It's sweeter and more purely vegetal than its roasted counterparts, with a structure that merits some chewing. I'll go out on a limb and call steamed broccoli refreshing. I'm careful not to over-steam—I aim for bright-green and far from mushy—and I love to toss it with an assertive dressing. Because the florets are full and open, rather than shriveled and singed, each one is like a little sponge, ready to absorb anything you drizzle or dip. And without the distraction of any rich caramelization (those are words I never thought I'd write!), steamed broccoli is an ideal vehicle for any sauce that's good enough to drink. In this case, it's the caper-raisin vinaigrette (sharp *and* sweet) from Six Seasons by Joshua McFadden. McFadden's original recipe calls for one 2-ounce can of anchovies, drained, which get added with the capers. To make this vegetarian friendly, I omit the anchovies and add a little more salt but if you're a anchovy fiend, you might want to give it a go.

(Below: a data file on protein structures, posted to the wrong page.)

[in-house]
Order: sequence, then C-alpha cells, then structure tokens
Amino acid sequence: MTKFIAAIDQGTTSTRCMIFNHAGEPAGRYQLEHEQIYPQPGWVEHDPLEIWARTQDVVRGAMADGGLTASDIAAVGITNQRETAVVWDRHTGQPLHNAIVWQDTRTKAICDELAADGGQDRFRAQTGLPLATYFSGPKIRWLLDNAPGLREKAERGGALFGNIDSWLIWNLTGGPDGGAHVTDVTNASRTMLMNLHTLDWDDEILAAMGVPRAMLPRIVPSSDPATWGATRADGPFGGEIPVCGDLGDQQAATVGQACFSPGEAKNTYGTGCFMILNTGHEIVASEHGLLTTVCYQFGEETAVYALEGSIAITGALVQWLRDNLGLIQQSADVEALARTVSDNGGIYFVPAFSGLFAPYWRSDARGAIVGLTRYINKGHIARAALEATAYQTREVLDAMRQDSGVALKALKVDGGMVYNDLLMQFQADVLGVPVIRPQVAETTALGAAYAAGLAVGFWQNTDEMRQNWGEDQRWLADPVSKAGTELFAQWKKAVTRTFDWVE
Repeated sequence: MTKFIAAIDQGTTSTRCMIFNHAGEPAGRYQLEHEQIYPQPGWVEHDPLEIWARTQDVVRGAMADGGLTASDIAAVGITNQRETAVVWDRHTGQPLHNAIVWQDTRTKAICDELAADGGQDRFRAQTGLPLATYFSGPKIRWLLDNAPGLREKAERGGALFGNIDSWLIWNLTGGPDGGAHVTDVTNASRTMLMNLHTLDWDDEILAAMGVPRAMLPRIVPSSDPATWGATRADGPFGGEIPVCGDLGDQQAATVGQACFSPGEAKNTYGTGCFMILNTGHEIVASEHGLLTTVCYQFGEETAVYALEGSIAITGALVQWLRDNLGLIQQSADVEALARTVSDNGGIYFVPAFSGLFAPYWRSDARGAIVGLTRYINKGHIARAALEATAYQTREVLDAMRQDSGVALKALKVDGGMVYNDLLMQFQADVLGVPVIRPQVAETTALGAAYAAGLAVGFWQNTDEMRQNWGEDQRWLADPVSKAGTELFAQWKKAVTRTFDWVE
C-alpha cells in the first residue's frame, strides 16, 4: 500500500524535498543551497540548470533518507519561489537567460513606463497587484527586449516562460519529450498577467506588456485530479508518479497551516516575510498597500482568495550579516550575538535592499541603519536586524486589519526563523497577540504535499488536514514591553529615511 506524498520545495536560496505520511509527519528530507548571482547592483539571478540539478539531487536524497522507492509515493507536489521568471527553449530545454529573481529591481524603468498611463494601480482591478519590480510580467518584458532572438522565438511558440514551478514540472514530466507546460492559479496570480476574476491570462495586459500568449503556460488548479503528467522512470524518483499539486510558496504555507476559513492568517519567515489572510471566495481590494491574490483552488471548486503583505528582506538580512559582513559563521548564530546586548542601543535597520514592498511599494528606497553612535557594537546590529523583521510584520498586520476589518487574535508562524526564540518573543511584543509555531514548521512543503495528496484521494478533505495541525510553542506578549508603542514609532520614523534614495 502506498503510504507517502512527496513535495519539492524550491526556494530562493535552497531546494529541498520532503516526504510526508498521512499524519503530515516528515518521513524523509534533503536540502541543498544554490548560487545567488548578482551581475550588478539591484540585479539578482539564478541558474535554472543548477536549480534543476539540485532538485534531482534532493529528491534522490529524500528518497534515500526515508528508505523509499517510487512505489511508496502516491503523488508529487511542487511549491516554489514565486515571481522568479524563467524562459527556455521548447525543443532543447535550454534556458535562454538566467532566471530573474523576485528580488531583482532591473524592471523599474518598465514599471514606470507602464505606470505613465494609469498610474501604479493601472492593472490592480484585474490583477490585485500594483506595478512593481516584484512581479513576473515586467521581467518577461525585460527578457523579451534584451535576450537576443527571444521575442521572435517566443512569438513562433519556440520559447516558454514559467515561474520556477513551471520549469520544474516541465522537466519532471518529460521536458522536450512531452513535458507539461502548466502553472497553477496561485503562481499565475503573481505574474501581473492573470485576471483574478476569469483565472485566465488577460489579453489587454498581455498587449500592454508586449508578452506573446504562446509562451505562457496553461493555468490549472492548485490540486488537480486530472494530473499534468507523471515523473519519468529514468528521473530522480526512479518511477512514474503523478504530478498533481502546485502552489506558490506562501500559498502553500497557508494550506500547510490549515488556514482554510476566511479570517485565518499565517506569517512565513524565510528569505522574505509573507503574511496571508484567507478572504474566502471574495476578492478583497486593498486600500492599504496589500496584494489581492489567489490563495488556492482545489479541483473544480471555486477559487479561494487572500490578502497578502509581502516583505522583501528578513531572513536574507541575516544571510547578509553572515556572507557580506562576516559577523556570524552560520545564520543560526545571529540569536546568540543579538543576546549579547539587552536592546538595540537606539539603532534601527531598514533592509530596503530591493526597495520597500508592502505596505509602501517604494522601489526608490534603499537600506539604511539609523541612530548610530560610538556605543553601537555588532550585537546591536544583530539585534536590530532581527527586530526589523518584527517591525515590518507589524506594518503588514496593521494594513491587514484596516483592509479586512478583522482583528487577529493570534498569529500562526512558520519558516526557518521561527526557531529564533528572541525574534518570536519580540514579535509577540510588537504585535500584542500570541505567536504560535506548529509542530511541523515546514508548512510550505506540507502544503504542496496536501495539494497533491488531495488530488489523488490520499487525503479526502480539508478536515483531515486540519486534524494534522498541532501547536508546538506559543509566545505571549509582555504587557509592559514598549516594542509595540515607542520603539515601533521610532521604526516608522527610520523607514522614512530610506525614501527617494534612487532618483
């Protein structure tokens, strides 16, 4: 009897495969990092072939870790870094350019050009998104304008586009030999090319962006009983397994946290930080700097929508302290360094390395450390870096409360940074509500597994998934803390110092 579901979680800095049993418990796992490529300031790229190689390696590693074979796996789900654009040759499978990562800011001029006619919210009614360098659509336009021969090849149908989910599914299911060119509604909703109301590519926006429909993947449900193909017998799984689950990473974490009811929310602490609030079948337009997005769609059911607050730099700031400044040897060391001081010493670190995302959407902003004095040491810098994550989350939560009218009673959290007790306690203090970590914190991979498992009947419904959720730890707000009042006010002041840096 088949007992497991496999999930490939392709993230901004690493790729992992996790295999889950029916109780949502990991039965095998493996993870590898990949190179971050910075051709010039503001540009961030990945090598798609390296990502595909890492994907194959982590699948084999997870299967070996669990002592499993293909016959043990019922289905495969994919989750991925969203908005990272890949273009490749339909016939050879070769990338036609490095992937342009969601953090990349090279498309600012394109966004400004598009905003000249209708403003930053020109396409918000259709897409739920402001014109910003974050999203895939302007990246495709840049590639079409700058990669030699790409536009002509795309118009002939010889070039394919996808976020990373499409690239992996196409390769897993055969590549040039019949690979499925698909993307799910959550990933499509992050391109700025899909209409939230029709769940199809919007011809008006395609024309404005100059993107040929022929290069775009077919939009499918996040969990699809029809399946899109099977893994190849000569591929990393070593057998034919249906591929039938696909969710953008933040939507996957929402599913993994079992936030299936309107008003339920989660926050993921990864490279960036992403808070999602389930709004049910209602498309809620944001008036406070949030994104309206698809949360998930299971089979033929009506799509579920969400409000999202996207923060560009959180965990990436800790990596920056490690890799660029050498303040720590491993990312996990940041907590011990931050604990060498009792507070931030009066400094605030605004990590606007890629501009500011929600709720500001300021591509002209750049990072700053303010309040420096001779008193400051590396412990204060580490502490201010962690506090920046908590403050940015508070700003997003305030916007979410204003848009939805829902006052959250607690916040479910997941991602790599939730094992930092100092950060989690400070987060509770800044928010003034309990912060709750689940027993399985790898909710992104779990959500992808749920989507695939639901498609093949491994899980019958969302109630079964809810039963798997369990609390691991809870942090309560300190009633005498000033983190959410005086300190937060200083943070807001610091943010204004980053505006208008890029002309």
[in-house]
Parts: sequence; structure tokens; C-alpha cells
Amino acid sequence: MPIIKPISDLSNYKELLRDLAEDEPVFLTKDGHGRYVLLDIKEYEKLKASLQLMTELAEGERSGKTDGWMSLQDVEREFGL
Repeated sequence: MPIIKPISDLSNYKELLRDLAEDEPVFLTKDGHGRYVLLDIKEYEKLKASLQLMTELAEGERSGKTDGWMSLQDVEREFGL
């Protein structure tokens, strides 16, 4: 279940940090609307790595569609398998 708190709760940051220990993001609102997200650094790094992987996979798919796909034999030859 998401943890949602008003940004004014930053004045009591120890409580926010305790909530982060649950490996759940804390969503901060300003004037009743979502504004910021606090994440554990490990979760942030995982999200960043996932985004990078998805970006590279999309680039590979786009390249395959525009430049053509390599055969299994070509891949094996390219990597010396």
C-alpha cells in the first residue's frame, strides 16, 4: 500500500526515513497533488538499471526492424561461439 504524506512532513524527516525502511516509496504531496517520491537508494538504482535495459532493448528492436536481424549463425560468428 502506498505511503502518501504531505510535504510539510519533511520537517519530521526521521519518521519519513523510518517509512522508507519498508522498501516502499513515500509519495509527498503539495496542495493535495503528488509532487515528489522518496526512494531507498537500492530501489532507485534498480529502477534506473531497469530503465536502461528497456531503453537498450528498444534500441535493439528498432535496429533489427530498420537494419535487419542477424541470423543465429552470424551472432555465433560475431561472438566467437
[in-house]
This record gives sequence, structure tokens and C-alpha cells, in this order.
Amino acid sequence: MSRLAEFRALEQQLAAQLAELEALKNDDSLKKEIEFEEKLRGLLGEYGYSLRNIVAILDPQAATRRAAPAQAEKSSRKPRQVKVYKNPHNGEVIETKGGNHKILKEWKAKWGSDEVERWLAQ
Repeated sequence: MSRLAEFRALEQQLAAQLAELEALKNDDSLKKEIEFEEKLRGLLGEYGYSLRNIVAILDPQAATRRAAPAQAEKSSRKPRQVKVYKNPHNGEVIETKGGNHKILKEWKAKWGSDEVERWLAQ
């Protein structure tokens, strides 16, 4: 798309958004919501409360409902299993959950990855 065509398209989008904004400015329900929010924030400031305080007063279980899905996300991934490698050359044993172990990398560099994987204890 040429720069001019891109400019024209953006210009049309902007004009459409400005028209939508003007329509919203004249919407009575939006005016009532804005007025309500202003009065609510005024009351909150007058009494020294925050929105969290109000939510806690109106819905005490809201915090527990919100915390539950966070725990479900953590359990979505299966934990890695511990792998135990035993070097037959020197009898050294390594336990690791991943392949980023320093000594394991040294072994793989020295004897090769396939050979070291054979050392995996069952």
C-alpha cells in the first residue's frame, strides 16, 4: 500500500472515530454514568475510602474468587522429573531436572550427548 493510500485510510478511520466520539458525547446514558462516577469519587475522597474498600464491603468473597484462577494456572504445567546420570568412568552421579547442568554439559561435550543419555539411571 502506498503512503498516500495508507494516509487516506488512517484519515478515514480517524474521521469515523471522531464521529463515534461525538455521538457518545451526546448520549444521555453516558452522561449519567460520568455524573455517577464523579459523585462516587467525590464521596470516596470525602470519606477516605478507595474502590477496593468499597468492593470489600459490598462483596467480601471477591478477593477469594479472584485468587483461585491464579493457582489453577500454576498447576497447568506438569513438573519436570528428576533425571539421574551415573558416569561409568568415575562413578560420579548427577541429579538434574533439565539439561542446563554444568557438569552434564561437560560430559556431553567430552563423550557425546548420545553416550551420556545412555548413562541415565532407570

Put the vinegar and raisins in a little bowl and let the raisins plump for about 30 minutes.
Put the garlic in a food processor and pulse until finely minced, scraping sides of bowl down as needed.
Add the capers and pulse until you have a coarse paste. Add the parsley and pulse until completely chopped. Add the raisins and vinegar and pulse until the mixture is blended but still slightly coarse. Whisk in olive oil and adjust seasoning with salt and pepper to taste. Store in the fridge for up to a week.
For the broccoli:
Cut into medium florets (it's okay to leave some long, thin stems) and steam for 4 to 6 minutes, just until bright green. The broccoli should still be firm and solid (not mushy!).
Dress with vinaigrette, then doctor as needed (maybe with a fried egg, or toasted panko breadcrumbs, shavings of Parmesan cheese, or torn roast chicken).